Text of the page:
Alex Le Brun tasting with Cinnamon Westby in the family home in Mothelon.
The wines share brightness, precision and concentration across the range. He calls himself “a crazy winemaker” but perhaps obsessive-compulsive might be a better description. These are detailed Champagnes made by a very careful young man, and on the level with the best that we carry. I drank his 2007 Fascination for New Years Eve and it was as good as any bottle I have had this year. Every Champagne lover should at least try to get a bottle of this tiny producers wine- they are excellent. 
My New Years Eve sushi and Champagne!

Here is what we have:

Alexandre Le Brun "Tradition" Brut Champagne $39.99: This is composed of a third each Chardonnay, Pinot Noir and Meunier from Mr. Le Brun’s estate, and nearly every wine in this blend has gone through malolactic. This Champagne has a rich bready nose from the over 20 months it has aged on the lees and some very nice savory qualities as well. In the mouth the high quality Meunier gives this wine great roundness as well as some tasty baked apple flavors. The cool climate Chardonnay and Pinot Noir show their stuff on the dry, long finish. It is dosed at 6g/l.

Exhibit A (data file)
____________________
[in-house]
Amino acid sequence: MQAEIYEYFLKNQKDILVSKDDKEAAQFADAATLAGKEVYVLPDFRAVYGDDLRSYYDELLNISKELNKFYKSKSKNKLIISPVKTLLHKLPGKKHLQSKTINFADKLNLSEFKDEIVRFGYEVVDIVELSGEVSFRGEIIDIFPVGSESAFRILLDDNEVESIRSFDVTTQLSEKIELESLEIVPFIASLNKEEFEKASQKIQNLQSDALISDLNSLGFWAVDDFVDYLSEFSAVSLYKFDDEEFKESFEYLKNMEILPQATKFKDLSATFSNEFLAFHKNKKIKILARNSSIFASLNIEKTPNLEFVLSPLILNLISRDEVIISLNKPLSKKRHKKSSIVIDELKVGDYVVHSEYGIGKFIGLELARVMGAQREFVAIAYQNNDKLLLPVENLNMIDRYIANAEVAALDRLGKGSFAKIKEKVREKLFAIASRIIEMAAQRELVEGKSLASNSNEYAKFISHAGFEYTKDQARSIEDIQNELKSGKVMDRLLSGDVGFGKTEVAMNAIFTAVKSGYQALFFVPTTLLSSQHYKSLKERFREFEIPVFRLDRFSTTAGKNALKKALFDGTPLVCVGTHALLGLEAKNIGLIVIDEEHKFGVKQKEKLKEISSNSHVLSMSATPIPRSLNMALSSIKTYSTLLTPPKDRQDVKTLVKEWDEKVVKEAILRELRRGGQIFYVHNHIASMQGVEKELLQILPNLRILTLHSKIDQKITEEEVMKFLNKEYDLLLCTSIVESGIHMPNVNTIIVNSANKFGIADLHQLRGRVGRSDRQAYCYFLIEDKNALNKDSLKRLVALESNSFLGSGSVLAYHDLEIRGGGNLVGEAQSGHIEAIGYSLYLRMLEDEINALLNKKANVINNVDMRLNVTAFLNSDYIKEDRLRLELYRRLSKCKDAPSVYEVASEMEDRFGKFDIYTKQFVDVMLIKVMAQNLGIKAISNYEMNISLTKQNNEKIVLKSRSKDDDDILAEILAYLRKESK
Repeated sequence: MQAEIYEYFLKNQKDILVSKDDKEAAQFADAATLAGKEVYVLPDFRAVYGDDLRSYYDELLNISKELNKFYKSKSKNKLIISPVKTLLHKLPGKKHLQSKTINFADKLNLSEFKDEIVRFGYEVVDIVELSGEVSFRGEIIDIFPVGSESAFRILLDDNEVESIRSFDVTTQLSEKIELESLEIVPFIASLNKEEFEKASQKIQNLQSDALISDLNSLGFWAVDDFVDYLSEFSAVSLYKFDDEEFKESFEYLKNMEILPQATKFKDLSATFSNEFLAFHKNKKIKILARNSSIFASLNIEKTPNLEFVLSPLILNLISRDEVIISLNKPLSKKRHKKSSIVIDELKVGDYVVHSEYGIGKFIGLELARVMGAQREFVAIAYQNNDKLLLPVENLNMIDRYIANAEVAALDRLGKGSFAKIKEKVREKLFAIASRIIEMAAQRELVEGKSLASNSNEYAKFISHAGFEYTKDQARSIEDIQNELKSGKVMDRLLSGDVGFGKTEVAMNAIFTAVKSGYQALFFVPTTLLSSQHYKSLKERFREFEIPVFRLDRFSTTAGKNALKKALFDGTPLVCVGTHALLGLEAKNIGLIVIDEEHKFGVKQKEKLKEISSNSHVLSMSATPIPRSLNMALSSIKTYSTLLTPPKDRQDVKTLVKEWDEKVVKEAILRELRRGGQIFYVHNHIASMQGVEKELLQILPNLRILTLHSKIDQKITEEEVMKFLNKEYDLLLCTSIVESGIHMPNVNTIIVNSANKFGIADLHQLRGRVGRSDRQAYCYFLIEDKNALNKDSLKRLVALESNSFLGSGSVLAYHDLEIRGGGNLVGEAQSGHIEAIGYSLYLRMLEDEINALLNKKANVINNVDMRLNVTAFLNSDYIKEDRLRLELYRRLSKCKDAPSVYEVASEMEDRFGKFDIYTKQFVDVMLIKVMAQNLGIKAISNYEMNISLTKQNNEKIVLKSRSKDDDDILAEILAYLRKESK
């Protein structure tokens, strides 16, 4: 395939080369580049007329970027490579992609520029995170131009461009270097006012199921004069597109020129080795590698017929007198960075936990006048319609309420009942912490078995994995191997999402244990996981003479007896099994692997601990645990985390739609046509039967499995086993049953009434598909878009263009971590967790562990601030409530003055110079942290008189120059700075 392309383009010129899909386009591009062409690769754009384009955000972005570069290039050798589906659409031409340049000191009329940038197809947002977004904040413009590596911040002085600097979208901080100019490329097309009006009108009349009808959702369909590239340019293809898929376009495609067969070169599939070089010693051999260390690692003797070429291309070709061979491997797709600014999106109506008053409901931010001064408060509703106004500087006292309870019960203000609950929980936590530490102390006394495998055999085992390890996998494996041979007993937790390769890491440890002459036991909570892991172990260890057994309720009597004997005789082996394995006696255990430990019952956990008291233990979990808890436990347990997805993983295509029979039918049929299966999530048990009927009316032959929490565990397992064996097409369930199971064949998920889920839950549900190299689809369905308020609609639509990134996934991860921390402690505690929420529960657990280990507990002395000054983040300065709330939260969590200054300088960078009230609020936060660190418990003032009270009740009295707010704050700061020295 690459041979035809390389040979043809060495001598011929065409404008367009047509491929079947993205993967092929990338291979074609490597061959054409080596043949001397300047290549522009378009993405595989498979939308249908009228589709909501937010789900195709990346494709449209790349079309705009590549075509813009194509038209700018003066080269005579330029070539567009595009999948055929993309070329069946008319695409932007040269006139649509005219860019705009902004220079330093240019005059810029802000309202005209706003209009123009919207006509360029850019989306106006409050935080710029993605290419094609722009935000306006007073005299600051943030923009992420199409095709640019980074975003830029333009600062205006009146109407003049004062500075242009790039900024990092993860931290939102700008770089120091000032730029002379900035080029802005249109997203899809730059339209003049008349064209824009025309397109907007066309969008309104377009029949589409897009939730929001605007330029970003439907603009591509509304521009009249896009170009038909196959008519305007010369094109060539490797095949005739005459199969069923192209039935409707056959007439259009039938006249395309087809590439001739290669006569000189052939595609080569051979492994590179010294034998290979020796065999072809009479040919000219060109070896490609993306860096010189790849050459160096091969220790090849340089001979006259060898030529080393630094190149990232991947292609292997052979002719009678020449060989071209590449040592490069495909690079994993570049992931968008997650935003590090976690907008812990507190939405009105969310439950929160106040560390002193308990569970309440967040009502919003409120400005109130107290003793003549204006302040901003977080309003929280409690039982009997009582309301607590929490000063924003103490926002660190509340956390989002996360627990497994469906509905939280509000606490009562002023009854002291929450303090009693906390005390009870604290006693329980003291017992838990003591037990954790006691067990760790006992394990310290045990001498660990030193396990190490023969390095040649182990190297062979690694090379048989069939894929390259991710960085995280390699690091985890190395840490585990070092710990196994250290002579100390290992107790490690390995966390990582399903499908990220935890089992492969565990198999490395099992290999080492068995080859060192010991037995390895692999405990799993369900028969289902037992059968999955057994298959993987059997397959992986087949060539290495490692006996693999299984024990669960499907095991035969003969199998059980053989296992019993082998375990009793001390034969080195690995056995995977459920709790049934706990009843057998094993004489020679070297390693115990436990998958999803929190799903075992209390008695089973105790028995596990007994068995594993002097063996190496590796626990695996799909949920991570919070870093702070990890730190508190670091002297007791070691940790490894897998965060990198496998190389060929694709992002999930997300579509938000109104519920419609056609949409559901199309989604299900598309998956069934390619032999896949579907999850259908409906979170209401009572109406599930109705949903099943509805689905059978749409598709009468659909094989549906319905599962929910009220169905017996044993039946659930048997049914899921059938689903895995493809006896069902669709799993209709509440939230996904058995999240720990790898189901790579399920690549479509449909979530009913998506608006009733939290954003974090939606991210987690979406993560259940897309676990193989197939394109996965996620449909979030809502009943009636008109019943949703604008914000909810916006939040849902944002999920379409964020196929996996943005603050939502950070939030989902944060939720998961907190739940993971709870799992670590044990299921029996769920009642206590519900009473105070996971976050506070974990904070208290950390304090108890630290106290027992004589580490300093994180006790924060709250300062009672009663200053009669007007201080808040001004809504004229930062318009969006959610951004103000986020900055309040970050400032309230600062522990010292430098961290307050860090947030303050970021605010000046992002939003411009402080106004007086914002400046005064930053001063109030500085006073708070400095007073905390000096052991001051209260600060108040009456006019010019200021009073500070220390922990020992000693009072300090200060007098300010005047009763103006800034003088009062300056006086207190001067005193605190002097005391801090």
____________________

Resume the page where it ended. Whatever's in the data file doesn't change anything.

Alexandre Le Brun "Passion" Brut Champagne $49.99: Although labeled as non-vintage, this is in fact all 2005, and has been given eight years of ageing time o the lees. This Champagne is composed of half and half Chardonnay and Pinot Noir and tastes much more expensive that it is. If you like creamy, toasty Champagne with depth and richness, this is one of the best that we carry.